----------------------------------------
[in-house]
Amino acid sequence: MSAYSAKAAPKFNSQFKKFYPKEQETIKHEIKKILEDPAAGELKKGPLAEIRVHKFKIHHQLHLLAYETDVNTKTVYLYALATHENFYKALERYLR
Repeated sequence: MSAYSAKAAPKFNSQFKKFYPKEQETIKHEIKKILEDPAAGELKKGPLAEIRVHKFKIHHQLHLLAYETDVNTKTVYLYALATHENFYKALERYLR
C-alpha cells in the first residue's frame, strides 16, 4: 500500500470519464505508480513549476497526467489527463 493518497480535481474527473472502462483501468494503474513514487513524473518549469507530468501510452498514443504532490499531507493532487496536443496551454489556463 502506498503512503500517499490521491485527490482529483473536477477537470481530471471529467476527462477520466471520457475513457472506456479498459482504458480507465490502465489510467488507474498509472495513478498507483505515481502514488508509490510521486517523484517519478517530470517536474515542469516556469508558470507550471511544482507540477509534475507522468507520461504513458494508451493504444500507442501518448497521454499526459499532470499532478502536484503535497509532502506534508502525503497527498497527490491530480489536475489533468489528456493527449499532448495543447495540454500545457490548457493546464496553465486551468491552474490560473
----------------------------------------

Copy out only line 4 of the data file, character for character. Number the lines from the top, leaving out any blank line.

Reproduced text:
C-alpha cells in the first residue's frame, strides 16, 4: 500500500470519464505508480513549476497526467489527463 493518497480535481474527473472502462483501468494503474513514487513524473518549469507530468501510452498514443504532490499531507493532487496536443496551454489556463 502506498503512503500517499490521491485527490482529483473536477477537470481530471471529467476527462477520466471520457475513457472506456479498459482504458480507465490502465489510467488507474498509472495513478498507483505515481502514488508509490510521486517523484517519478517530470517536474515542469516556469508558470507550471511544482507540477509534475507522468507520461504513458494508451493504444500507442501518448497521454499526459499532470499532478502536484503535497509532502506534508502525503497527498497527490491530480489536475489533468489528456493527449499532448495543447495540454500545457490548457493546464496553465486551468491552474490560473